Chess Prodigy is Queen of Katwe

Queen of Katwe is a Disney film directed by Mira Nair and based on a true story. The “Disney” logo at the beginning of the film conjured up for me images of a sentimental, happy-ending movie that might potentially slant the “truth” to satisfy its western audience. Well, I certainly did shed some tears. And I felt happy afterwards. And, yes, I am a western audience. But I also think Mira Nair did well to bring to the screen this small, true story about, of all things, the pleasures of chess.

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Madina Nalwanga as Phiona Mutesi in the unusual Disney film. Image source: https://en.chessbase.com/post/chess-movie-queen-of-katwe-is-announced

Queen of Katwe revolves around a struggling family in Uganda, a man who works as mentor to underprivileged children, and the surprising rise of one young girl to chess prodigy. Phiona Mutesi (Madina Nalwanga) and her siblings struggle to survive in the Ugandan city of Katwe. Their mother (Lupita Nyong’o) is a hard-working, no-nonsense, principled woman who teaches her children responsibility and self-pride in the face of great hardship. While selling corn on the chaotic streets of Katwe one day, Phiona follows some other children to a room where “coach” Robert Katende (David Oyelowo) is teaching chess. Poorer than even the poor children in the room, Phiona has no education and yet takes to the game with a natural talent.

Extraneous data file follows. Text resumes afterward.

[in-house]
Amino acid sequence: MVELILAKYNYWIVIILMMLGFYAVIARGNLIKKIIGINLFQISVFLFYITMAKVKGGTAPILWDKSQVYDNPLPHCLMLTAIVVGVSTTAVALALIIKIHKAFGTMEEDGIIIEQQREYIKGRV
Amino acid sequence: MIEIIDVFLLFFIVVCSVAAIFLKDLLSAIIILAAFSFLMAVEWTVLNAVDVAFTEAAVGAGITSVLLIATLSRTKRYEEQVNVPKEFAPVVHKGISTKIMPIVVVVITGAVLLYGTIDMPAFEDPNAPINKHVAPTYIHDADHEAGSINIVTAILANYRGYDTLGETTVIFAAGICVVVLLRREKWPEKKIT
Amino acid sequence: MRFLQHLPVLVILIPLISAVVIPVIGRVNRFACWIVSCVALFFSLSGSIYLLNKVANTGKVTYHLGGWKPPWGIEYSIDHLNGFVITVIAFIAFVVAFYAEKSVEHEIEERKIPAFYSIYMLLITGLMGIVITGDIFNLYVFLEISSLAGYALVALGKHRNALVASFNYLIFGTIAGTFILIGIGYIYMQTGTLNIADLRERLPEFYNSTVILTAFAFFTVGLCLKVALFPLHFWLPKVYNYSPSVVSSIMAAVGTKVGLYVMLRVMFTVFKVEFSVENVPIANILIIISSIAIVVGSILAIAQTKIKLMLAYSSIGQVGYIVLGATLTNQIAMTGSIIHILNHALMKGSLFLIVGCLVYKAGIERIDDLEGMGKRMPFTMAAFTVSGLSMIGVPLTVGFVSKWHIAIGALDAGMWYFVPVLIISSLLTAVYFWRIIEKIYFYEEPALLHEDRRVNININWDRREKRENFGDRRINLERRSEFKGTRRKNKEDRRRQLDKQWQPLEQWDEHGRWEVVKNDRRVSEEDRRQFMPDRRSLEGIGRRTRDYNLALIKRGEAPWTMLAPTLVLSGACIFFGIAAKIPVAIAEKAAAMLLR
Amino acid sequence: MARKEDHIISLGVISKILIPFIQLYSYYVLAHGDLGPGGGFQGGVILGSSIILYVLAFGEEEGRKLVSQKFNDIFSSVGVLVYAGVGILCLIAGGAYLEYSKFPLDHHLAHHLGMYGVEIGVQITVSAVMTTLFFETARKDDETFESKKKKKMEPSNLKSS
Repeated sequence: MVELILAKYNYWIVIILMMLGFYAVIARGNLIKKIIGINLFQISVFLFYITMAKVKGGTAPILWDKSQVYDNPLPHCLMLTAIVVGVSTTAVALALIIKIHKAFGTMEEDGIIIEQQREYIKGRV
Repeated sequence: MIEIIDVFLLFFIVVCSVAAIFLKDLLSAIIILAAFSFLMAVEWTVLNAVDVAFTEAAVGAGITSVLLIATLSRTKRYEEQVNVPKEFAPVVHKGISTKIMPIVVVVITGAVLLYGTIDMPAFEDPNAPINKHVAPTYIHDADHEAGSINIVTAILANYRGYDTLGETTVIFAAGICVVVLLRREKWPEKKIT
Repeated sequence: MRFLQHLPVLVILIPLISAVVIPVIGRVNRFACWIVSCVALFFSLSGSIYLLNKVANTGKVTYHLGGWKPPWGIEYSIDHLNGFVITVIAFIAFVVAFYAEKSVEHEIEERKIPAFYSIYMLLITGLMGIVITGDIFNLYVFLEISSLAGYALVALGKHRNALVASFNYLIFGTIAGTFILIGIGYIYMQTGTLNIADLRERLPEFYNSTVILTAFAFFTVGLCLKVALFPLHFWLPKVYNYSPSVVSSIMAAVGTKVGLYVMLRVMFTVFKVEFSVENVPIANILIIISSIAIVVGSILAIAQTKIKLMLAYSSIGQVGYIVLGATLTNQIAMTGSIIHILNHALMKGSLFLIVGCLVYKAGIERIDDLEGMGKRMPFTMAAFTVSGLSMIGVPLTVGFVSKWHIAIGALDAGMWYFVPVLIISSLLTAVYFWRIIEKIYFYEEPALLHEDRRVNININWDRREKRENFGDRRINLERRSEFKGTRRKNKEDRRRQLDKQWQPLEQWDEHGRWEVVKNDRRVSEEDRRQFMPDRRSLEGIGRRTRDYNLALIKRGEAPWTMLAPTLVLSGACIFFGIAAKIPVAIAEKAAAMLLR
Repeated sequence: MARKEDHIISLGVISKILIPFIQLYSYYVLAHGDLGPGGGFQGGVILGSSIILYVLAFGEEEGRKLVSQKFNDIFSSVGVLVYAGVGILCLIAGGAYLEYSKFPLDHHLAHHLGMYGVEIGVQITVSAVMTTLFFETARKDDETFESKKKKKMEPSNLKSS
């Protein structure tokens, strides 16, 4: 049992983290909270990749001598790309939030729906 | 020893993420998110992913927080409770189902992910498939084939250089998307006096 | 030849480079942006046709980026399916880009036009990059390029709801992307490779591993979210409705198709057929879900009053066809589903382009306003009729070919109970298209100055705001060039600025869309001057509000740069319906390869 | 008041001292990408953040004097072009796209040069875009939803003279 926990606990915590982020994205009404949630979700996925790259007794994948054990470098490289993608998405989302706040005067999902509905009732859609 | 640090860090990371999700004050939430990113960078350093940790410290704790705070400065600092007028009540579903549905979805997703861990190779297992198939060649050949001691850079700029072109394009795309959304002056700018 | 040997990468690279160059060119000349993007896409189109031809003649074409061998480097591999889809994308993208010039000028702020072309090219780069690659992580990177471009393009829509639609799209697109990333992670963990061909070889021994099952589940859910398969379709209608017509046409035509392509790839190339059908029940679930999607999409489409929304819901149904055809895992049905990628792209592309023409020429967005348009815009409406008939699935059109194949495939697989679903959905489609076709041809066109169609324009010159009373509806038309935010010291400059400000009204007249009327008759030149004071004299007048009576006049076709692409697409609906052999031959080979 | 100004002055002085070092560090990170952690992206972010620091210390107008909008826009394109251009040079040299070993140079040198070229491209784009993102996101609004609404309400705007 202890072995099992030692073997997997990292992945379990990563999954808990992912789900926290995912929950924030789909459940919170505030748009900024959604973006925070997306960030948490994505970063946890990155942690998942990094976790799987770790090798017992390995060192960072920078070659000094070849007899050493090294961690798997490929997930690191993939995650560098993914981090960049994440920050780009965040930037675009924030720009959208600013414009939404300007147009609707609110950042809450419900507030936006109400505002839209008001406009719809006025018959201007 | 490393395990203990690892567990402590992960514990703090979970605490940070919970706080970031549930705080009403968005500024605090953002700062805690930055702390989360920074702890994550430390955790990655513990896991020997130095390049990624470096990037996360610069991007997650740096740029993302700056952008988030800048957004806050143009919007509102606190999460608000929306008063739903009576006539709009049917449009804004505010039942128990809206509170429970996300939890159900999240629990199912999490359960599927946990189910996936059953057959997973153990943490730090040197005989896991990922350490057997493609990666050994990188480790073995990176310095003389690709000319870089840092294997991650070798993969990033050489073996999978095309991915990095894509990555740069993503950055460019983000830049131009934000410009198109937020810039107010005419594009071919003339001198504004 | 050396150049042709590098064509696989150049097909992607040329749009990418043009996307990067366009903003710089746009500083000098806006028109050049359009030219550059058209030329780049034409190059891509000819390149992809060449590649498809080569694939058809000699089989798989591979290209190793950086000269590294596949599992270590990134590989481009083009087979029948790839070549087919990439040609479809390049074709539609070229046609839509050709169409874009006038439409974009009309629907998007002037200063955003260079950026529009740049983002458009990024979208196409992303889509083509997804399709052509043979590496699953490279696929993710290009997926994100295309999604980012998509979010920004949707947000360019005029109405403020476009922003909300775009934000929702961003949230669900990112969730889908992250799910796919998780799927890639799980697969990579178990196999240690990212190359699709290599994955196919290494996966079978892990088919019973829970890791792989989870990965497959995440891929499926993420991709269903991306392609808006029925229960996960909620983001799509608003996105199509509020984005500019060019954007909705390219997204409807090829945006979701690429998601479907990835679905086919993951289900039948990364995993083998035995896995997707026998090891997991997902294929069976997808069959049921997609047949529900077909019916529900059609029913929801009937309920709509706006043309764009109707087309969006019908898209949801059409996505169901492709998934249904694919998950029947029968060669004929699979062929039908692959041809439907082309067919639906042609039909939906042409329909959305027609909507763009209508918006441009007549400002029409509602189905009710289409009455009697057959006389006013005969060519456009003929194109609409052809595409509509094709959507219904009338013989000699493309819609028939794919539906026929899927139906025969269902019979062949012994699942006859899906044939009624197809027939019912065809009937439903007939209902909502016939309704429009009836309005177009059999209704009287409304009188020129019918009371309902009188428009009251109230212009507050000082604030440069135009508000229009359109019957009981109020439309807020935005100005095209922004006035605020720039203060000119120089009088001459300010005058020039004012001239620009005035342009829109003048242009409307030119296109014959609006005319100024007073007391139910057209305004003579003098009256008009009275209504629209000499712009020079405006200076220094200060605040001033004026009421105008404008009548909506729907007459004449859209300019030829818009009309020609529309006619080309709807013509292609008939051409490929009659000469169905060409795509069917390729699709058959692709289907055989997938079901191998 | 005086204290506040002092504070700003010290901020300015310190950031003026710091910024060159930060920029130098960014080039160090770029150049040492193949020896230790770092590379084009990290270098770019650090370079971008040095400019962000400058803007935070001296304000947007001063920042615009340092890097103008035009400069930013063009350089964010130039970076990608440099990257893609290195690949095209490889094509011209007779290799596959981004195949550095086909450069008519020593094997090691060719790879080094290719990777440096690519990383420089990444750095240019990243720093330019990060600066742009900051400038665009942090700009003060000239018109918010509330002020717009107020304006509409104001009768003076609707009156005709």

The strategies and thought processes that go into the game of chess become a picture in the film for how the players should deal with life. And vice versa; coach Katende actually uses his pupils’ difficult lives to spur them on at play. Coach himself sacrifices his own career as an engineer to mentor the children. This aspect of the story certainly seems credible if the notes and appearance of the real characters at the end of the film are anything to go by.

Lupita Nyong’o is particularly good in her role as mother and some of the children’s parts are delightful to watch. A drawback to the film is its use of the English language with “Ugandan” accents. If it had been filmed in a local language with English subtitles I think it would have seemed more authentic and reached the right audience. Despite this, I enjoyed the unique chess aspect of Queen of Katwe, and how it became an unusual highlight in the lives of struggling people.

Queen of Katwe, which was filmed in South Africa, opens in SA at Ster Kinekor theatres on 14 October 2016.

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